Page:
Tuesday, November 19, 2013

Anthony Sawyer's Legacy

Prelude

     If has taken me much longer than I anticipated to compete this final section on the Sawyers of East Deering Village, perhaps because mysteries and new revelations abound.  It is clear that Anthony Sawyer can be claimed by a large number of people as a fore-father.  It's been my privilege to meet some of them, either in person,  or through the internet,  because of this reclamation project.  That has been such a big help in trying to create a picture, albeit, a fuzzy one, of people who lived in the 18th and 19th century, and to commemorate  their lives,  here at the Grand Trunk Cemetery; their final resting place.
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     Anthony Sawyer, was the second oldest son of Isaac Sawyer Jr., born on January 21, 1734/5.  The mysterious date is due to the fact that the United Kingdom and the Colonies used the Julian calendar until 1752 when it switched to the Gregorian calendar.  So most genealogies show a date of 1735 today. Anthony married Susanna(h) Marston on November 7, 1755 at the 1st Church of Falmouth.  His grandfather, Isaac Sawyer, Sr. is noted to be the founder of the church, and as you may recall, membership in the church assured citizenship in Old Falmouth and a right to property ownership.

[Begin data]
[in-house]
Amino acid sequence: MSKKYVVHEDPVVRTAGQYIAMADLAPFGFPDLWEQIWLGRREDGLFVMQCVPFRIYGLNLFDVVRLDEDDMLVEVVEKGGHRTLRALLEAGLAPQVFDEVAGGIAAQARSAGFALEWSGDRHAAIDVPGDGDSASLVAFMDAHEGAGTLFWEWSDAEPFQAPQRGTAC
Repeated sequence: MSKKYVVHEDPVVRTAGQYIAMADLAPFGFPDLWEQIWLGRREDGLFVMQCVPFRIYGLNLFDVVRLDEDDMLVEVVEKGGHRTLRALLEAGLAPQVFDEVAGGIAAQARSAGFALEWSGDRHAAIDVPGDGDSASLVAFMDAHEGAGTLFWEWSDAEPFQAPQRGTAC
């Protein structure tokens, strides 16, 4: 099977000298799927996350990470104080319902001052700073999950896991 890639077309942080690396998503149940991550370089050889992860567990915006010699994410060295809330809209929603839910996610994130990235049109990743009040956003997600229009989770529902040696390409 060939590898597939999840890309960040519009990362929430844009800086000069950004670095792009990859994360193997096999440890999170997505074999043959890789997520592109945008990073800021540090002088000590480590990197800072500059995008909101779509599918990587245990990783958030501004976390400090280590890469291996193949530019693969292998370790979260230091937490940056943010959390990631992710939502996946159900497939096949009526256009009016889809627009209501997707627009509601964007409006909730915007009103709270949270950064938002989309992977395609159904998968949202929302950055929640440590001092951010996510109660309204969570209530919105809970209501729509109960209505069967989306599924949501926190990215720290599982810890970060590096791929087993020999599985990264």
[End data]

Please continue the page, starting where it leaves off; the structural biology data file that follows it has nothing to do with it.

Anthony and Susanna produced eleven children; nine  boys and  two girls.  Some genealogies list another child who may have died at birth or early on.  When Anthony died on December 21, 1804, at the age of 69,  his wife and his off-spring, along with their spouses sold his farm to one Simon Davis, a trader from Boston on December 31, 1804.  In my last post,  I printed out  that document for its value in showing all of the familial relationships, and,  because it also shows the occupation of Anthony's sons. 

     One mystery still exists for me: Who or which Isaac Sawyer, merchant, and his wife Susanna was present and participated in this transaction?  I'm assuming that it may be a cousin, the son of Zachariah Sawyer, Anthony's brother.  This Isaac would also figure in a later transaction involving the sale of a vessel.  More of this to come!

     What happened to Susanna Marston Sawyer after her husband's death?  Did she go to live with a relative; one of Anthony's brothers' families, or  with one of her daughters or sons?  She died fifteen years after Anthony's death, on August 31st, 1819, but there is no listing of where she was buried, with her husband or in another location?  Another mystery!

    

Here are the obituary notices printed for both Anthony and Susanna Sawyer.



     You'll note that Susanna Marston Sawyer died in Westbrook.  I believe at the time of her death, that East Deering,  part of what we have previously referenced as Old Falmouth, may have then become part of Westbrook (Sacarappa), adding to the mystery.